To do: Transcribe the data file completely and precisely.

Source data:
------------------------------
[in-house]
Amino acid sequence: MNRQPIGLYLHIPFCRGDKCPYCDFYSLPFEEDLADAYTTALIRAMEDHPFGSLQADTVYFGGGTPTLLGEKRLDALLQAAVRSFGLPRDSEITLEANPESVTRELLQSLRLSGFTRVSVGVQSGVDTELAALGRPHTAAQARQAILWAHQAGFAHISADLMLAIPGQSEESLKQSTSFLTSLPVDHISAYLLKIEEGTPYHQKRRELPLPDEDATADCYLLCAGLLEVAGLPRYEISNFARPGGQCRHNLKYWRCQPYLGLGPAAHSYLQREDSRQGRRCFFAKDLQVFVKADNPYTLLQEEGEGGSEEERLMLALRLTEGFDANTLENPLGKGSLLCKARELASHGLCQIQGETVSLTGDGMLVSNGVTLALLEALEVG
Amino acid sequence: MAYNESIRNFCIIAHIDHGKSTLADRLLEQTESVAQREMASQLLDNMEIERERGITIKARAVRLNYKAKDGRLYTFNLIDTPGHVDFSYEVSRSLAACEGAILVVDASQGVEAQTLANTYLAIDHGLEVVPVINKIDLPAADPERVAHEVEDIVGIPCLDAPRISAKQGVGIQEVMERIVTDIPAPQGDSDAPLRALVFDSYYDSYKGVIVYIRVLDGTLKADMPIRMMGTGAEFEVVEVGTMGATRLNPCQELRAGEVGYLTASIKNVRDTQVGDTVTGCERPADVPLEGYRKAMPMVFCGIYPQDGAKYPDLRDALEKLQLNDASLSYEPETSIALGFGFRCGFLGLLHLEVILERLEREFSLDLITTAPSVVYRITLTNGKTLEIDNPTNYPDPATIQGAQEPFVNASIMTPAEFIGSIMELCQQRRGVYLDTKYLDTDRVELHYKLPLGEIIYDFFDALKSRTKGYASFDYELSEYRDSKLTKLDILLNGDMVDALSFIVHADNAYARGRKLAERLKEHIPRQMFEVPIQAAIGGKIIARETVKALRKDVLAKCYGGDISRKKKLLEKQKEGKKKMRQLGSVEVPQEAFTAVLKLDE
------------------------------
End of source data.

[in-house]
Amino acid sequence: MNRQPIGLYLHIPFCRGDKCPYCDFYSLPFEEDLADAYTTALIRAMEDHPFGSLQADTVYFGGGTPTLLGEKRLDALLQAAVRSFGLPRDSEITLEANPESVTRELLQSLRLSGFTRVSVGVQSGVDTELAALGRPHTAAQARQAILWAHQAGFAHISADLMLAIPGQSEESLKQSTSFLTSLPVDHISAYLLKIEEGTPYHQKRRELPLPDEDATADCYLLCAGLLEVAGLPRYEISNFARPGGQCRHNLKYWRCQPYLGLGPAAHSYLQREDSRQGRRCFFAKDLQVFVKADNPYTLLQEEGEGGSEEERLMLALRLTEGFDANTLENPLGKGSLLCKARELASHGLCQIQGETVSLTGDGMLVSNGVTLALLEALEVG
Amino acid sequence: MAYNESIRNFCIIAHIDHGKSTLADRLLEQTESVAQREMASQLLDNMEIERERGITIKARAVRLNYKAKDGRLYTFNLIDTPGHVDFSYEVSRSLAACEGAILVVDASQGVEAQTLANTYLAIDHGLEVVPVINKIDLPAADPERVAHEVEDIVGIPCLDAPRISAKQGVGIQEVMERIVTDIPAPQGDSDAPLRALVFDSYYDSYKGVIVYIRVLDGTLKADMPIRMMGTGAEFEVVEVGTMGATRLNPCQELRAGEVGYLTASIKNVRDTQVGDTVTGCERPADVPLEGYRKAMPMVFCGIYPQDGAKYPDLRDALEKLQLNDASLSYEPETSIALGFGFRCGFLGLLHLEVILERLEREFSLDLITTAPSVVYRITLTNGKTLEIDNPTNYPDPATIQGAQEPFVNASIMTPAEFIGSIMELCQQRRGVYLDTKYLDTDRVELHYKLPLGEIIYDFFDALKSRTKGYASFDYELSEYRDSKLTKLDILLNGDMVDALSFIVHADNAYARGRKLAERLKEHIPRQMFEVPIQAAIGGKIIARETVKALRKDVLAKCYGGDISRKKKLLEKQKEGKKKMRQLGSVEVPQEAFTAVLKLDE